Magazine article Clinical Psychiatry News

West Virginia Sees Malpractice Improvement after Reform

Magazine article Clinical Psychiatry News

West Virginia Sees Malpractice Improvement after Reform

Article excerpt

The malpractice environment may be starting to improve for emergency physicians in West Virginia 2 years after a comprehensive medical liability reform bill was enacted in the state.

"It's probably too early to see a huge improvement," said Frederick Blum, M.D., president-elect of the American College of Emergency Physicians. "But the signs are encouraging."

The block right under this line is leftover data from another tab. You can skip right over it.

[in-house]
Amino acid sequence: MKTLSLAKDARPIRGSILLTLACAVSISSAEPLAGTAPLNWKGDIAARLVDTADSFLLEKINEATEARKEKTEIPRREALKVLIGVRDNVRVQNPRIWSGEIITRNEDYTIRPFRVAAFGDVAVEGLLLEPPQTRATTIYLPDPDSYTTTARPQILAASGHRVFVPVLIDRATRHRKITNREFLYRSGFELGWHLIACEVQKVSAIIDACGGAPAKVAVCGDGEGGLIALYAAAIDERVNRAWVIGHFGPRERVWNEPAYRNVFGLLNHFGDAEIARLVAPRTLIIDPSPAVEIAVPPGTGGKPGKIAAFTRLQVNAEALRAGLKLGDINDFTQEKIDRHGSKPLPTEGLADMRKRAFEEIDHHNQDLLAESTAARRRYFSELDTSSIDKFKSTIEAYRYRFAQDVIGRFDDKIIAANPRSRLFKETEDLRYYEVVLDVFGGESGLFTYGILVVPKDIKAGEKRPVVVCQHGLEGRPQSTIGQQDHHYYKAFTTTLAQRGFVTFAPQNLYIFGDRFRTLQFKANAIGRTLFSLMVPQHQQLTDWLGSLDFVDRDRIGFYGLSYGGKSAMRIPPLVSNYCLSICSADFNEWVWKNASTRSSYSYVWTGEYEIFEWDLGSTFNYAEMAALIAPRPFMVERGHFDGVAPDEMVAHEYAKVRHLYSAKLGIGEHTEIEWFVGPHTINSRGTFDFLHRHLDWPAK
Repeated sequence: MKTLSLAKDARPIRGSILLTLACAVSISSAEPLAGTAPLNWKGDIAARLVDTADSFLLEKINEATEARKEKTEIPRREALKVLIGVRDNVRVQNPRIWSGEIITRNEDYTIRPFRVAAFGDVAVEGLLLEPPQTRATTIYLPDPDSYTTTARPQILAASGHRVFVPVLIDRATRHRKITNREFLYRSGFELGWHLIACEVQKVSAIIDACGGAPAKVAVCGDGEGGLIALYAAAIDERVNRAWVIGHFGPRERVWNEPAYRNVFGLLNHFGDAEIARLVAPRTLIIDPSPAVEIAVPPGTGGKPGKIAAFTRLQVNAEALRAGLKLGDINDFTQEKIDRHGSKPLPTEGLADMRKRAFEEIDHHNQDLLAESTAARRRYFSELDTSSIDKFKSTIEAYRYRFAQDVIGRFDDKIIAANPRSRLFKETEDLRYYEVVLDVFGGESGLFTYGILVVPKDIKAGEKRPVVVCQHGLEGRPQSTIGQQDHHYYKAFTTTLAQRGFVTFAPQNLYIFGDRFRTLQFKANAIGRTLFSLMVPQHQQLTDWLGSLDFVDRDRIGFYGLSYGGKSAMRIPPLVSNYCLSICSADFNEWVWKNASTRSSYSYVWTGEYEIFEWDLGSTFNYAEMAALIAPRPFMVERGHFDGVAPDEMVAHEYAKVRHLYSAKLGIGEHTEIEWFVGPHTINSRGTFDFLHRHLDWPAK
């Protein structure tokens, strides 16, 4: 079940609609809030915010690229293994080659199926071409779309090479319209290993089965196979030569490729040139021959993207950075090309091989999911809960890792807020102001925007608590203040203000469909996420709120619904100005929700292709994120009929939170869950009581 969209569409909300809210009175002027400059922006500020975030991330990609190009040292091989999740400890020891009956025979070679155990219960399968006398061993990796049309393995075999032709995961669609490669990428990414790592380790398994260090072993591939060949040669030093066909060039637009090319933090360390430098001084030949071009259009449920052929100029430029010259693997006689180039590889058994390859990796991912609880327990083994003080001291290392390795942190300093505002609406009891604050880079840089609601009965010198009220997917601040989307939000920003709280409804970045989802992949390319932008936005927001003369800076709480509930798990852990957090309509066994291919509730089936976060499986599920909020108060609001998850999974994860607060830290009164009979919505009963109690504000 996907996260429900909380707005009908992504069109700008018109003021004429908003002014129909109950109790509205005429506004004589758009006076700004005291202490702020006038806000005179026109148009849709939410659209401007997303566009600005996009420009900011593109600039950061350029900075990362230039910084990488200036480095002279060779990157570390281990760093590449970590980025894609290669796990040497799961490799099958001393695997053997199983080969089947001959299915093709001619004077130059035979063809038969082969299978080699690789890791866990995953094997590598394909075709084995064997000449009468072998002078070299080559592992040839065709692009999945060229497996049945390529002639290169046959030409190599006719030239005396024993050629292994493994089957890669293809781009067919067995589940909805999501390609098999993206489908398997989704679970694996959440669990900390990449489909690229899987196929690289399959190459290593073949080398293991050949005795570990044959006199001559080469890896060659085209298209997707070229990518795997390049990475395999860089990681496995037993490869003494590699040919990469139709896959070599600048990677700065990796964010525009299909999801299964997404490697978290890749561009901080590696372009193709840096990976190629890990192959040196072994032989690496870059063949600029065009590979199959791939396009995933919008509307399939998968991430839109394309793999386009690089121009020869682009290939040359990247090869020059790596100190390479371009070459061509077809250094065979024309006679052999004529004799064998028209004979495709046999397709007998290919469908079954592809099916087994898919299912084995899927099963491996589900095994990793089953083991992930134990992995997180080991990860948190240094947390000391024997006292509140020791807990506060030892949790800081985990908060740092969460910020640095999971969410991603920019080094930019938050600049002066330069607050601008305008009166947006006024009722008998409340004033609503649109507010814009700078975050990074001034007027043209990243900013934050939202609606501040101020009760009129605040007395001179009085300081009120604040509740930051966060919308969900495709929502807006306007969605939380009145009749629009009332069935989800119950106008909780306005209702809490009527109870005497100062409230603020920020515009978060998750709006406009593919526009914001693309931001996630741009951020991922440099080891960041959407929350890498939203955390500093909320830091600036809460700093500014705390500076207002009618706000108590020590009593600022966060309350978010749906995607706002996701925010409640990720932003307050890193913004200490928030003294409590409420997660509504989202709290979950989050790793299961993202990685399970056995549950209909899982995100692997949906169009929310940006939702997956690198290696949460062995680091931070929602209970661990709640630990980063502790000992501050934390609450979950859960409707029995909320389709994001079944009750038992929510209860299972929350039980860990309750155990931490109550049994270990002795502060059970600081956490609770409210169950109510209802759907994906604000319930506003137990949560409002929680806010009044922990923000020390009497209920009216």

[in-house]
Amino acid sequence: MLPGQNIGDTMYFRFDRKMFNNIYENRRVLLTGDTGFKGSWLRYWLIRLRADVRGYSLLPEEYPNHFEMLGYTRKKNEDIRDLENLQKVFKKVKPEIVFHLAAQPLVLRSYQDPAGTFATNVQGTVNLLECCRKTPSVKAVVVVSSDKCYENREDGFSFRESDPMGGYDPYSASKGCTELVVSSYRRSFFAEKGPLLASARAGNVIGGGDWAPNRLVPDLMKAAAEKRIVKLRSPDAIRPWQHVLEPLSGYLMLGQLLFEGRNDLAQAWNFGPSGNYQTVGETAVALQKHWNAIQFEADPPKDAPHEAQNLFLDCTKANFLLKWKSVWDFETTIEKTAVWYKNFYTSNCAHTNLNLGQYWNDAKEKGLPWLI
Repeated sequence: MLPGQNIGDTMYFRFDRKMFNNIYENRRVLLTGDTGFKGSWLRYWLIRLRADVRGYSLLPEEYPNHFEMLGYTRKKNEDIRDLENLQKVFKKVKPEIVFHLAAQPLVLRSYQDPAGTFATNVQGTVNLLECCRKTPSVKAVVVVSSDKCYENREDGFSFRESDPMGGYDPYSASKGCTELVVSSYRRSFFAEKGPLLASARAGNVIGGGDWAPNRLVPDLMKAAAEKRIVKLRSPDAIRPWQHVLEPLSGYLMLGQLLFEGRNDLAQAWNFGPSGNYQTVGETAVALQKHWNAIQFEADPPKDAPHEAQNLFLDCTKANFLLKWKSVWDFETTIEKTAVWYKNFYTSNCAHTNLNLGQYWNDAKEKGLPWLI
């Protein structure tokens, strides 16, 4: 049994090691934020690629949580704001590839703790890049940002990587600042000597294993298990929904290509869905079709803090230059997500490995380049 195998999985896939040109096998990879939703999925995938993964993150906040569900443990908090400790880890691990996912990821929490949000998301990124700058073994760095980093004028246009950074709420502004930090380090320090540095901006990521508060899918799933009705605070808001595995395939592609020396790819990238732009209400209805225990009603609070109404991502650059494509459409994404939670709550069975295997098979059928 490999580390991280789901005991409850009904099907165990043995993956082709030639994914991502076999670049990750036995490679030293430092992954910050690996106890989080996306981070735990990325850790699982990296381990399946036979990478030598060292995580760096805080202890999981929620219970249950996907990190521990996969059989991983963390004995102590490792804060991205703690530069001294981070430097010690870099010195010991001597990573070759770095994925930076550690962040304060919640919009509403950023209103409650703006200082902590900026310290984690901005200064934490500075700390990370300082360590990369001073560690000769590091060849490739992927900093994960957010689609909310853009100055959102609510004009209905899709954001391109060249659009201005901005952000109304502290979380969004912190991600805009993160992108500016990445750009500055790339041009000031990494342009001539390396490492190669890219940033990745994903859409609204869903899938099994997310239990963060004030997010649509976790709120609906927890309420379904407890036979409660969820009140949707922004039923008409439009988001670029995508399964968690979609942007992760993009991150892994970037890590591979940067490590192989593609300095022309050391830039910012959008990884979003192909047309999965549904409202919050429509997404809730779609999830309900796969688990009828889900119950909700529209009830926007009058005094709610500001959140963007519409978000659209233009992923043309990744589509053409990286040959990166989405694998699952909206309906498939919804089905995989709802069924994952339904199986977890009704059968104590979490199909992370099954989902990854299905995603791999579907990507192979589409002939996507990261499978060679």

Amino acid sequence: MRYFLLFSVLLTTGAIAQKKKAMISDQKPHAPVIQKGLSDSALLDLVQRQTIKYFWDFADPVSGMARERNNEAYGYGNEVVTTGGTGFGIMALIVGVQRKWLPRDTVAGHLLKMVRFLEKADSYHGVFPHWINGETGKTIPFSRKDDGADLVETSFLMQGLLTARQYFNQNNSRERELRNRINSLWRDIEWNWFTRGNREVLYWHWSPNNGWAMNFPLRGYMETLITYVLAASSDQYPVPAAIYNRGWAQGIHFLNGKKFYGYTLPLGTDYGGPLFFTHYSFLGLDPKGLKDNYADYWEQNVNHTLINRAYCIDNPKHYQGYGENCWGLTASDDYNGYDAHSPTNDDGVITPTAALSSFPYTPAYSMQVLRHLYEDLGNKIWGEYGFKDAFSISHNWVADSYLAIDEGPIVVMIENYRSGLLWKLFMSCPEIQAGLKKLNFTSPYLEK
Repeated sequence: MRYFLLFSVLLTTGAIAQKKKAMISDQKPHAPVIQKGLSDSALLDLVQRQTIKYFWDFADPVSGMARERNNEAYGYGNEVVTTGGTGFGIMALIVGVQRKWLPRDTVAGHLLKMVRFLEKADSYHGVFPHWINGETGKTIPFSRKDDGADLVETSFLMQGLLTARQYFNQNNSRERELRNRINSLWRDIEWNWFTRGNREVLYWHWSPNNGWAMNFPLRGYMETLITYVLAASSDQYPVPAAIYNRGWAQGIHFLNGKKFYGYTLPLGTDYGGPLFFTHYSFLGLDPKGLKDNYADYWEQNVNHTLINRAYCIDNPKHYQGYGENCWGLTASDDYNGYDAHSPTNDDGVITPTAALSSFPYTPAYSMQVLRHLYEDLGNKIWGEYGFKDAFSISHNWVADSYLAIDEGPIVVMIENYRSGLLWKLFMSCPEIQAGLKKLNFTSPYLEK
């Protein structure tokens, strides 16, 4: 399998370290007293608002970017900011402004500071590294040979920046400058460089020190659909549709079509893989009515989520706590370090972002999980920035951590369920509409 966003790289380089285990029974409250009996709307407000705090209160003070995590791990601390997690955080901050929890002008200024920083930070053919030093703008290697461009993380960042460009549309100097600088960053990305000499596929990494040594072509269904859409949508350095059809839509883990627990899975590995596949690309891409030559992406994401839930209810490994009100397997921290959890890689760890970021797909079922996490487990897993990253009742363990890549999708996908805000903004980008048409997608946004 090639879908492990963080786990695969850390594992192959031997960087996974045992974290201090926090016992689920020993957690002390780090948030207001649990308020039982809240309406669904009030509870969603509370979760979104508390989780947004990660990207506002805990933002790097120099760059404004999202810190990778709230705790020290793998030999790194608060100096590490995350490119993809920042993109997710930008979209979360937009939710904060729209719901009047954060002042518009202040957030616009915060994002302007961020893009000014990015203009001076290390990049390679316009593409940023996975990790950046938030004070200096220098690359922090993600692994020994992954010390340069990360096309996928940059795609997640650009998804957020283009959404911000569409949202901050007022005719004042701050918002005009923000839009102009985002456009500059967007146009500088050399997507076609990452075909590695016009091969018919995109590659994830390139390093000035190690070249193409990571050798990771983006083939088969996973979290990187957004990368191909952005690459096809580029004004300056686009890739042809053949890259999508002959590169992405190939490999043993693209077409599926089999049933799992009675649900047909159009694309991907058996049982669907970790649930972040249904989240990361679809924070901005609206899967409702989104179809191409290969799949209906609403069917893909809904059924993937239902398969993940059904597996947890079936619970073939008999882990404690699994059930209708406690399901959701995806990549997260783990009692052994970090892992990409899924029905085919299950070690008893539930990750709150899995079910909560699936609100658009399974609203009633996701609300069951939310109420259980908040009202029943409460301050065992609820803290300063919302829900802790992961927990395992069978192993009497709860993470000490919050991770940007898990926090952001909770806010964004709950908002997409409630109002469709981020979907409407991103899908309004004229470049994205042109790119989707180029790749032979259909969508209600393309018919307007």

The first signs are coming from the insurance industry. Loss ratios for medical liability carriers have improved since the reform legislation was passed in 2003, according to a report from the state's insurance commissioner. The percentage of medical liability insurance premiums spent on claims and expenses in the state fell from 134.6% in 2002 to 128.5% in 2003. Ratios above 100% indicate that the insurer has an underwriting loss.

The 2003 law established a $250,000 cap on noneconomic damages and set an overall cap of $500,000 on economic and noneconomic damages for injuries sustained at trauma centers. The law also strengthened the qualifications required of an expert witness.

Within weeks of the passage of the law, physicians stopped talking about leaving the state, said Steven Summer, president of the West Virginia Hospital Association. …

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